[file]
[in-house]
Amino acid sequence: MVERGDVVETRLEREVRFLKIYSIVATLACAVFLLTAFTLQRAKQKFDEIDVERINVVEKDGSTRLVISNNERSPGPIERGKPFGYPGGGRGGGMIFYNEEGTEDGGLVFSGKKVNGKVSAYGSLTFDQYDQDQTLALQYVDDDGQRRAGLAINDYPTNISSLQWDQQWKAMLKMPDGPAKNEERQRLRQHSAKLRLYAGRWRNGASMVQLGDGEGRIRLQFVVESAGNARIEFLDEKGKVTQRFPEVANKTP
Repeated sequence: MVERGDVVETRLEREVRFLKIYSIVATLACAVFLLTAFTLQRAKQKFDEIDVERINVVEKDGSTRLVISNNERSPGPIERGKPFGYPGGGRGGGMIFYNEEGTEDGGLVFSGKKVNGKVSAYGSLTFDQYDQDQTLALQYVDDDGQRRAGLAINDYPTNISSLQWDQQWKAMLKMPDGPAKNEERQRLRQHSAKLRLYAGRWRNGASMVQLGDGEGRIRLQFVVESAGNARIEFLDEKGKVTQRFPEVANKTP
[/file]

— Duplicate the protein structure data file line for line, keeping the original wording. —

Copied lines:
[in-house]
Amino acid sequence: MVERGDVVETRLEREVRFLKIYSIVATLACAVFLLTAFTLQRAKQKFDEIDVERINVVEKDGSTRLVISNNERSPGPIERGKPFGYPGGGRGGGMIFYNEEGTEDGGLVFSGKKVNGKVSAYGSLTFDQYDQDQTLALQYVDDDGQRRAGLAINDYPTNISSLQWDQQWKAMLKMPDGPAKNEERQRLRQHSAKLRLYAGRWRNGASMVQLGDGEGRIRLQFVVESAGNARIEFLDEKGKVTQRFPEVANKTP
Repeated sequence: MVERGDVVETRLEREVRFLKIYSIVATLACAVFLLTAFTLQRAKQKFDEIDVERINVVEKDGSTRLVISNNERSPGPIERGKPFGYPGGGRGGGMIFYNEEGTEDGGLVFSGKKVNGKVSAYGSLTFDQYDQDQTLALQYVDDDGQRRAGLAINDYPTNISSLQWDQQWKAMLKMPDGPAKNEERQRLRQHSAKLRLYAGRWRNGASMVQLGDGEGRIRLQFVVESAGNARIEFLDEKGKVTQRFPEVANKTP